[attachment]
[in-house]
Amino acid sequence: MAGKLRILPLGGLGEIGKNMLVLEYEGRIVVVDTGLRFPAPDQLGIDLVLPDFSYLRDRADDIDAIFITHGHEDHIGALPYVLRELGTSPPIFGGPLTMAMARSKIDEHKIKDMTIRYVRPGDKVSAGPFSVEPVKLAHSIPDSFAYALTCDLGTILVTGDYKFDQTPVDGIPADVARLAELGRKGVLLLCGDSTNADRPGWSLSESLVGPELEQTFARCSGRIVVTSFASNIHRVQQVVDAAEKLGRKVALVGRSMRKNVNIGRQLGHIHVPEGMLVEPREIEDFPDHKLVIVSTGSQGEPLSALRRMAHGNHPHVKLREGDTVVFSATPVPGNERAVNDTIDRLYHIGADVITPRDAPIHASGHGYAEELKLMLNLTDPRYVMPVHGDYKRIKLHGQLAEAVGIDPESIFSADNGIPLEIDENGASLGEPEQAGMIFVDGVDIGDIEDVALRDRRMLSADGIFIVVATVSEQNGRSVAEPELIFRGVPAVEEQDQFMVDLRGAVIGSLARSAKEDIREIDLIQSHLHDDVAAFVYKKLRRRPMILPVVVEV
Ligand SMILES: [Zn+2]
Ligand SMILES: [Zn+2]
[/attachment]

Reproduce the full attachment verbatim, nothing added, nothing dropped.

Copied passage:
[in-house]
Amino acid sequence: MAGKLRILPLGGLGEIGKNMLVLEYEGRIVVVDTGLRFPAPDQLGIDLVLPDFSYLRDRADDIDAIFITHGHEDHIGALPYVLRELGTSPPIFGGPLTMAMARSKIDEHKIKDMTIRYVRPGDKVSAGPFSVEPVKLAHSIPDSFAYALTCDLGTILVTGDYKFDQTPVDGIPADVARLAELGRKGVLLLCGDSTNADRPGWSLSESLVGPELEQTFARCSGRIVVTSFASNIHRVQQVVDAAEKLGRKVALVGRSMRKNVNIGRQLGHIHVPEGMLVEPREIEDFPDHKLVIVSTGSQGEPLSALRRMAHGNHPHVKLREGDTVVFSATPVPGNERAVNDTIDRLYHIGADVITPRDAPIHASGHGYAEELKLMLNLTDPRYVMPVHGDYKRIKLHGQLAEAVGIDPESIFSADNGIPLEIDENGASLGEPEQAGMIFVDGVDIGDIEDVALRDRRMLSADGIFIVVATVSEQNGRSVAEPELIFRGVPAVEEQDQFMVDLRGAVIGSLARSAKEDIREIDLIQSHLHDDVAAFVYKKLRRRPMILPVVVEV
Ligand SMILES: [Zn+2]
Ligand SMILES: [Zn+2]